Gov. Robert Bentley and legislative leaders kept a promise Wednesday to enact legislation requiring the repayment of $437 million taken from a state trust fund to bolster state budgets.
Bentley signed a bill passed by the Legislature that mandates the repayment to the trust fund through annual appropriations concluding in 2026. The bill was the first passed by the Legislature in the current session.
Credit AP Photo/Alabama Governor's Office, Jamie Martin
Alabama Governor Robert Bentley says he'll make good on his promise to voters and sign legislation that requires full repayment of money transferred from the Alabama Trust Fund to the General Fund Budget.
Gov. Robert Bentley has done something neither of Alabama's last two governors could do: Get voters to turn out in a special election to pass a major initiative defining their administrations.
Bentley said the constitutional amendment withdrawing money from the Alabama Trust Fund didn't involve moral issues like Gov. Don Siegelman's lottery vote in 1999 or tax increases like Gov. Bob Riley's $1.2 billion tax plan in 2003.
About 22 percent of Alabama's voters turned out to approve a constitutional amendment withdrawing $437 million from a state trust fund to help balance the state General Fund budget for the next three years.
Unofficial returns compiled by The Associated Press show about 600,000 of Alabama's 2.67 million voters participated in Tuesday's special election, and they approved the constitutional amendment 65 percent to 35 percent.
Election officials say the turnout for Alabama's single-issue election is light.
Voters are deciding Tuesday whether to take $437 million out of a state trust fund to help balance the state General Fund budget for the next three years.
Pike County Probate Judge Wes Allen says the turnout in his south Alabama county could end up between 10 and 13 percent. Election officials in other counties say turnout picked up when the rain stopped, but it's still going to be small.
The Alabama Nursing Home Association is proud of the fact that at least one nursing home is available in every county in the state. But if the budget referendum taking place tomorrow fails that effort could be in danger. John Matson is a spokesman for the Alabama Nursing Home Association. He says a vote of "no" tomorrow could spell deep cuts on the horizon.
About 50 people gathered on the steps of the Alabama Capitol to urge residents to vote "no" Tuesday on a constitutional amendment to allow the transfer of $437.4 million from the Alabama Trust Fund to be used for Medicaid, prisons and other state services.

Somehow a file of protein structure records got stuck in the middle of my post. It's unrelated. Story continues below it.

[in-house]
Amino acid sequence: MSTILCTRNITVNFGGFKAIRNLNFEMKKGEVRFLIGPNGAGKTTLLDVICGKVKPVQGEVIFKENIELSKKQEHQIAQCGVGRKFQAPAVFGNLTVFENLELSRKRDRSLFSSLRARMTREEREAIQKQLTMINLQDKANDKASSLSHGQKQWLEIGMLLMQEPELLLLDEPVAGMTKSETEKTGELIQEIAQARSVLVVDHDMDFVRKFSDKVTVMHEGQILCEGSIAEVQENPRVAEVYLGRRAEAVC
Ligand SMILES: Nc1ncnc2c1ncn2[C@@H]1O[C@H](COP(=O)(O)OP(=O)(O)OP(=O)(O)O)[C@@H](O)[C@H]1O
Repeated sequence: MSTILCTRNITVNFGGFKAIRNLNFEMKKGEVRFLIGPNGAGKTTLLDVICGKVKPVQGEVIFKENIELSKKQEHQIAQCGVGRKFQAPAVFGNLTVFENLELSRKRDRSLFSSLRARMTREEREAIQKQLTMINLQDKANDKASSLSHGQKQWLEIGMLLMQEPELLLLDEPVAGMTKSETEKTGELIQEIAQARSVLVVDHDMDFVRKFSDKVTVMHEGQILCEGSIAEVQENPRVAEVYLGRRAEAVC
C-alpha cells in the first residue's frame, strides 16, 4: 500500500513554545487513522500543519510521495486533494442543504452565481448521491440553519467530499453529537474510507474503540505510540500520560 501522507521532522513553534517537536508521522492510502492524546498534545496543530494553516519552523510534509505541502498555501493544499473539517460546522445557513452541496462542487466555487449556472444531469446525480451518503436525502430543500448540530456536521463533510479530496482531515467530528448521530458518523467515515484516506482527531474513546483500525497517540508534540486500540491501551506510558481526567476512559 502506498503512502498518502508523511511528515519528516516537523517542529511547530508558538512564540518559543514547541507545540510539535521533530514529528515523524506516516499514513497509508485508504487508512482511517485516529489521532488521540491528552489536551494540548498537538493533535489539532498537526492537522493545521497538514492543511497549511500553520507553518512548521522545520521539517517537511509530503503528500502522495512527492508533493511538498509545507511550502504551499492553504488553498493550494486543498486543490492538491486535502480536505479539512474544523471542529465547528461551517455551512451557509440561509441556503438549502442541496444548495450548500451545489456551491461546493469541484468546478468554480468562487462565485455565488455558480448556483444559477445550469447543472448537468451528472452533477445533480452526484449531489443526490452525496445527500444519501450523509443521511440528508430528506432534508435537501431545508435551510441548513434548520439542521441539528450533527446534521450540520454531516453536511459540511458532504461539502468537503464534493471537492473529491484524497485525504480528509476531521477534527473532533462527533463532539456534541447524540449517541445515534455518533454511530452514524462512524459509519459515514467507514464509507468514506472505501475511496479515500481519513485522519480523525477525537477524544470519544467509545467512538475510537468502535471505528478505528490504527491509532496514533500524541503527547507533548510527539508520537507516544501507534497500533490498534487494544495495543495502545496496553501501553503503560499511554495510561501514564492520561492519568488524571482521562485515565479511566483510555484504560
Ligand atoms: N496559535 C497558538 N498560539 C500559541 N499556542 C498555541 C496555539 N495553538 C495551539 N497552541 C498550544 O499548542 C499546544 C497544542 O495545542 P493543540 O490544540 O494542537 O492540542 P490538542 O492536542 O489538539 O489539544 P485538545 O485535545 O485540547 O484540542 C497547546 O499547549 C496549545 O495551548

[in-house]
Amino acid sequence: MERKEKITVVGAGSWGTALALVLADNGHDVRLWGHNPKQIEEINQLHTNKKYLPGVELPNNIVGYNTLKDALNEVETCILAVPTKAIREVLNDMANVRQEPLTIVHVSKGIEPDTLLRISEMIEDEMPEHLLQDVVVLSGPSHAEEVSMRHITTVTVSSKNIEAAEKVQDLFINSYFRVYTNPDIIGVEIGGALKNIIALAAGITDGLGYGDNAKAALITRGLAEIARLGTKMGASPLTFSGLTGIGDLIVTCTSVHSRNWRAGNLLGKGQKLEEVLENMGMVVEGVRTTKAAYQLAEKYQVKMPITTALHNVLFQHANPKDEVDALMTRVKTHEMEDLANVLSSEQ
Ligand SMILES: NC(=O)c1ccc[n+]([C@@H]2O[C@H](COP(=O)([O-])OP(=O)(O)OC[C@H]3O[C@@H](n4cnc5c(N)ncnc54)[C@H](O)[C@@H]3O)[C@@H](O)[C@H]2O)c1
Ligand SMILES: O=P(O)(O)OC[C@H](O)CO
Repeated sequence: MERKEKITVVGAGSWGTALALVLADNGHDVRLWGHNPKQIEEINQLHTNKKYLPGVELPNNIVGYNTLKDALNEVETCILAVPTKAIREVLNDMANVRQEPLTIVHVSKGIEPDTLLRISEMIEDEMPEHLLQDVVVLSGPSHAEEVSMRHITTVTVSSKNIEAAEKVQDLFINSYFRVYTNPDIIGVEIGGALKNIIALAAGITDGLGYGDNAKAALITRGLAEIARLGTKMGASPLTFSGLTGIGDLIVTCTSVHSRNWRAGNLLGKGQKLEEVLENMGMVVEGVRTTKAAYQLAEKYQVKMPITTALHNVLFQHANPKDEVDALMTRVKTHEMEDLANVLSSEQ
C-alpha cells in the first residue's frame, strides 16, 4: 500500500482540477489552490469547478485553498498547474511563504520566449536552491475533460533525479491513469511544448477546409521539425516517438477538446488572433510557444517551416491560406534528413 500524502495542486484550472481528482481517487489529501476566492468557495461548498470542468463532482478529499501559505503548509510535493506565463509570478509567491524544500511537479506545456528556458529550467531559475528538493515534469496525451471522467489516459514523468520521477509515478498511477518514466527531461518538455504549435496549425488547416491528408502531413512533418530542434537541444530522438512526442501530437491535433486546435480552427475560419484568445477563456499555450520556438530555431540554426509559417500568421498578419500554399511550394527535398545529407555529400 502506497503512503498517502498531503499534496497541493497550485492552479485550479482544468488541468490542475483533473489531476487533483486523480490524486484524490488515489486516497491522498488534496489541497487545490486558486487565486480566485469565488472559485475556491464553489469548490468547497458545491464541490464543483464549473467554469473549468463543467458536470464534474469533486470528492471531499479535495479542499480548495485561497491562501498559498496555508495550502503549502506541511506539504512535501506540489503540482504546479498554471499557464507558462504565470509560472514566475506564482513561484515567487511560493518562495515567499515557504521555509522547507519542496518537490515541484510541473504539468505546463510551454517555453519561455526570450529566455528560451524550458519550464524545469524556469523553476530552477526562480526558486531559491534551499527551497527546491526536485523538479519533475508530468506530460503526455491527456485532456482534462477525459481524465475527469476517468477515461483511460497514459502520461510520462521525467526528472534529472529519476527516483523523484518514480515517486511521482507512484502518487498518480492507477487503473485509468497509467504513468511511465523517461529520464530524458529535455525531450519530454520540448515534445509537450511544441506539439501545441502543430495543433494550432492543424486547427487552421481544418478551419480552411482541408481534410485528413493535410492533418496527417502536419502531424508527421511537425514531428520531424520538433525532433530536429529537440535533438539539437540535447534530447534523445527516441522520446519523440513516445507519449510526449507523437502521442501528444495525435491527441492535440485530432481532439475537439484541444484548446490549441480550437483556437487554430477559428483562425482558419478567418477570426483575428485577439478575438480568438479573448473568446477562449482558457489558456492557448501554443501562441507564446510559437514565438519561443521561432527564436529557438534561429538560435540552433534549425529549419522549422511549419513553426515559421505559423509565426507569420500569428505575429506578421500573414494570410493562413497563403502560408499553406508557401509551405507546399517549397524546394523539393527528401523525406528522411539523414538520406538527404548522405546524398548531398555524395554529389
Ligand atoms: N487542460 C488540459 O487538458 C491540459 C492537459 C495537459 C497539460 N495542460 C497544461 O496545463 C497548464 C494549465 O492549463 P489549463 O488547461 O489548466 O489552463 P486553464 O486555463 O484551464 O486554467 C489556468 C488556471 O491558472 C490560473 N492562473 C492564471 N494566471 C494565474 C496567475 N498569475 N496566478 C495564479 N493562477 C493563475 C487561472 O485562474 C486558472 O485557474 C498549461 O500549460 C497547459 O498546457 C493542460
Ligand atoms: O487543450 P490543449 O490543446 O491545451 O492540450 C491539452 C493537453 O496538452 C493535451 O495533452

Holding signs urging voters to not "bust" the trust fund, the demonstrators Thursday listened to representatives of grassroots groups who said the principle from the fund, established by former Gov. Fob James, was never meant to be spent.
Friday is the deadline to register to vote in Alabama's constitutional amendment referendum on Sept. 18.
Secretary of State Beth Chapman says citizens can register at their local board of registrars or they can fill out forms at state and county offices that provide public assistance, such as the state Department of Human Resources. She says forms are also available when obtaining or renewing a driver's license.
Chapman is also reminding voters that Thursday, Sept. 13 is the last day to apply for an absentee ballot for the referendum.
The board that oversees the Alabama Trust Fund is not taking a position on whether voters should approve taking more than $437 million out of the fund to help operate state government.
The board chairman, Gov. Robert Bentley, said he did not ask the board to take a position during a meeting Thursday because the board manages the $2.3 billion fund, but it's up to voters to decide the issue in a statewide referendum Sept. 18.
Gov. Robert Bentley says he and legislative leaders are committed to paying back the money if Alabama voters agree to take more than $437 million from a state trust fund to balance the state General Fund budget for three years.